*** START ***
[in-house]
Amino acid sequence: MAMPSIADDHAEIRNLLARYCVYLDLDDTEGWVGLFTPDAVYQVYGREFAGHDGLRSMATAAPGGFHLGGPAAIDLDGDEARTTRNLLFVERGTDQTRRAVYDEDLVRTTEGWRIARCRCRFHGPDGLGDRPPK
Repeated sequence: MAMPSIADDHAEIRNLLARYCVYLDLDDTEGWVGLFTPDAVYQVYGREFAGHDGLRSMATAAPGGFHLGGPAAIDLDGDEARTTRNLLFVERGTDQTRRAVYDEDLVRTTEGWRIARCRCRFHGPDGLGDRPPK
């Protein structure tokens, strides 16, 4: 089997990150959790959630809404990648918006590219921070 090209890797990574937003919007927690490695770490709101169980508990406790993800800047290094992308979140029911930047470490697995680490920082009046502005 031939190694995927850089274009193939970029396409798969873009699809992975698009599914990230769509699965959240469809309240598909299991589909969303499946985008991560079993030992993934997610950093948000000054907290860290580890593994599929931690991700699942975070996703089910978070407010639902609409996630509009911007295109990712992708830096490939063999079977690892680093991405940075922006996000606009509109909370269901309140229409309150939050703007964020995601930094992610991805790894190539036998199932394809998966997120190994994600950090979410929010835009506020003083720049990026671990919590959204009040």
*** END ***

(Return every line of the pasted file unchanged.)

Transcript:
[in-house]
Amino acid sequence: MAMPSIADDHAEIRNLLARYCVYLDLDDTEGWVGLFTPDAVYQVYGREFAGHDGLRSMATAAPGGFHLGGPAAIDLDGDEARTTRNLLFVERGTDQTRRAVYDEDLVRTTEGWRIARCRCRFHGPDGLGDRPPK
Repeated sequence: MAMPSIADDHAEIRNLLARYCVYLDLDDTEGWVGLFTPDAVYQVYGREFAGHDGLRSMATAAPGGFHLGGPAAIDLDGDEARTTRNLLFVERGTDQTRRAVYDEDLVRTTEGWRIARCRCRFHGPDGLGDRPPK
């Protein structure tokens, strides 16, 4: 089997990150959790959630809404990648918006590219921070 090209890797990574937003919007927690490695770490709101169980508990406790993800800047290094992308979140029911930047470490697995680490920082009046502005 031939190694995927850089274009193939970029396409798969873009699809992975698009599914990230769509699965959240469809309240598909299991589909969303499946985008991560079993030992993934997610950093948000000054907290860290580890593994599929931690991700699942975070996703089910978070407010639902609409996630509009911007295109990712992708830096490939063999079977690892680093991405940075922006996000606009509109909370269901309140229409309150939050703007964020995601930094992610991805790894190539036998199932394809998966997120190994994600950090979410929010835009506020003083720049990026671990919590959204009040």